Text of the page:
Remember the Haunted Mansion stretching portraits at Disneyland? Now you can own one — for a price
The portrait is tall and stately, its subject a distinguished gentleman who stands with chest puffed out, proudly. But here’s the thing: He wears no pants. The man, it turns out, stands atop a barrel of lighted dynamite, in striped boxers.
If this image stirs childlike glee in the depths of your soul, you are not alone. Disneyland’s famous “stretching portraits” inside its Haunted Mansion elevator are among the most beloved of the park’s images. And now one of them is up for grabs.
Van Eaton Galleries in Sherman Oaks, which specializes in original animation art, will hold on Saturday the Souvenirs of Disneyland sale, the largest auction to date dedicated to Disneyland memorabilia, it says. Among more than 1,000 rare artifacts, from about 30 collectors nationwide, is an original, hand-painted stretching portrait — our man, sans his pants. It will go on the auction block along with original Audio-Animatronic figures from the It’s a Small World and Enchanted Tiki Room attractions, an original “devil prop” from Mr. Toad’s Wild Ride, silk-screened attraction posters from the ’50s and ’60s, vintage souvenirs and props from the park.
The stretching portrait, which came from a Florida collector who acquires only Disney Haunted Mansion memorabilia, is clearly a star of the event and estimated at $30,000 to $40,000. The painting has been generating early buzz, says gallery co-founder Mike Van Eaton, among collectors and Disneyphiles coming to the gallery to view it and take pictures.
“This is one of the most recognizable things from the park, they have such appeal,” Van Eaton says. “That’s what makes them so desirable as auction items. You have this huge fan base that spans generations.”
Disney theme park Imagineer Marc Davis, who was part of Walt Disney’s core group of “nine old men” animators and who designed the character of Snow White for the 1937 film, created the portraits for the Haunted Mansion, which opened in 1967. The four scroll paintings in the elevator, acrylics on canvas, appear benign enough at first — all proper, pleasant-looking or ruddy-cheeked characters depicted from the bust up. But as the elevator slowly drops down, the top half of the paintings stretch upward, eventually reaching about 10 feet tall, revealing more dramatic, humorous narratives that were brewing from the waist down.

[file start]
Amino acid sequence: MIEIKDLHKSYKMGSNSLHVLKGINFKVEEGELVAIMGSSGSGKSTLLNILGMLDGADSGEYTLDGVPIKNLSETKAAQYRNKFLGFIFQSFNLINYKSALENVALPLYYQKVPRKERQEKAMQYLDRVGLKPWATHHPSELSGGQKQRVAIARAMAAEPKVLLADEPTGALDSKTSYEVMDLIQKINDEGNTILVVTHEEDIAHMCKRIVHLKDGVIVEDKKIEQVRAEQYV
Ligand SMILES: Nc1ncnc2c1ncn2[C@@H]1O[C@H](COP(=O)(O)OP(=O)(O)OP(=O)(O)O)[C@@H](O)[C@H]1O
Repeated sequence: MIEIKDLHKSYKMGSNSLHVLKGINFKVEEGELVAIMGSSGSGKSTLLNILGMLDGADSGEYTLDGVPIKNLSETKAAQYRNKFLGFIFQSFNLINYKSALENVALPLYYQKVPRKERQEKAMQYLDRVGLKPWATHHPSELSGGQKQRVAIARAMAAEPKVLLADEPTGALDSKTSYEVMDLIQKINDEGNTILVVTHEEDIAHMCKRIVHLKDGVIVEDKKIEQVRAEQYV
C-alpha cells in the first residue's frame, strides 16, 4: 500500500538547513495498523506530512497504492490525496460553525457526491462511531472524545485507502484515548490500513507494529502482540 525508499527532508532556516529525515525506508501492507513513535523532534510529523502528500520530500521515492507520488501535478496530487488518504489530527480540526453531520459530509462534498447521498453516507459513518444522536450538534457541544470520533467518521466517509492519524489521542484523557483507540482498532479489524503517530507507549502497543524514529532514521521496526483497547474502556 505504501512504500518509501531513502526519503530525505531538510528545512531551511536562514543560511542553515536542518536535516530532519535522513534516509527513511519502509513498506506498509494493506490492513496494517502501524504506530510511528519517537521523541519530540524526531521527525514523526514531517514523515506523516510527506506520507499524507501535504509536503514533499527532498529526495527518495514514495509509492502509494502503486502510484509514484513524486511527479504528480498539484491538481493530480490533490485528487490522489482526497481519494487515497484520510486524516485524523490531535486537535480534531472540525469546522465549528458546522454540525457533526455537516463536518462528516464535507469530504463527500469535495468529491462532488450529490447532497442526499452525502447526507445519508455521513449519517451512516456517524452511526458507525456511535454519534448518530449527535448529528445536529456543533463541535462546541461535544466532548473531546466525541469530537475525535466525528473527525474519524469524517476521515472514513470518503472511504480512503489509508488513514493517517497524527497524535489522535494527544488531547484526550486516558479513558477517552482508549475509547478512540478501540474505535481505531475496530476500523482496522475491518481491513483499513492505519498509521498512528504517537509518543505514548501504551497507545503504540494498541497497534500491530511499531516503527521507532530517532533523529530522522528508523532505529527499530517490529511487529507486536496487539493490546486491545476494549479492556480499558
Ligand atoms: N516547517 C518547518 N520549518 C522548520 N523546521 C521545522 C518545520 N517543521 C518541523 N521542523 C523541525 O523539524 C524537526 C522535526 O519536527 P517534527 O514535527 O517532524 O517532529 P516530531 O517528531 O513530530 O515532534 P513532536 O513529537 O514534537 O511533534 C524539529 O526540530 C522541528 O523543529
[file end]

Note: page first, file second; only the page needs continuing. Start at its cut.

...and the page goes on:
An angelic, parasol-wielding tightrope-walker turns out to have an alligator nipping at her feet; a sweet older lady clutching a rose is, in fact, perched on her late husband’s tombstone, her grin suddenly seeming more devilish; a confident-looking man in a top hat is actually balancing himself on the shoulders of another man, who’s on the shoulders of another — and they’re all in quicksand.
Disney magic in action. Davis painted small masters for each portrait and other artists, such as Clem Hill, re-created them by hand on giant canvas scrolls. Over time, the paintings became worn from repeatedly unfurling. Disneyland replaced them as necessary, and Davis’ team painted new, original portraits each time. In 1972, the laborious process was streamlined, and Disney began replacing the hand-painted canvas scrolls with prints on canvas. Today, the images are printed on paper.
But what happened to the original paintings, during the ride’s first five years? They were likely tossed in the garbage or squirreled away by park employees, Van Eaton says. He’s seen only two or three of each of these portrait characters.
“They’re pretty rare,” he says. “If I had to guess, I’d say there are only 15 or 20, total, of the hand-painted ones out there.”
Disney memorabilia stirs the hearts of so many Americans, with interest crossing socio-economic and political divisions. The response to the gallery’s inaugural Disneyland auction in March 2015 was so strong — with about 700 items bringing in $1.5 million — that the company staged another sale that November. “It doubled our expectations. It was a very exciting thing for us,” Van Eaton says of the first auction. “The same thing happened the second time. Pieces went for well above what we expected.”
Van Eaton credits nostalgia — connections to childhood and memories of special trips made with family.
That’s particularly true of the stretching paintings, says Van Eaton, who received a call months ago from the Florida collector reluctantly parting with his towering portrait — the man without pants — partly because of the wall space it requires. The collector purchased the piece about 20 years ago at auction from Burbank dealer Howard Lowery, who acquired it in the early ’90s, likely from a former park employee or their family, Van Eaton says.
The framed portrait is so heavy, Van Eaton had a custom wooden crate built for it before transporting the painting by truck to Los Angeles.
Based on website traffic, early mail bids and online registrations, this auction will be the gallery’s highest attended yet, Van Eaton says.
“It’s just pure fantasy,” he says of the whimsical stretching portraits’ appeal. “They immerse you and transport you into another world — and it resonates and it just sticks with you.”
Follow me on Twitter: @debvankin
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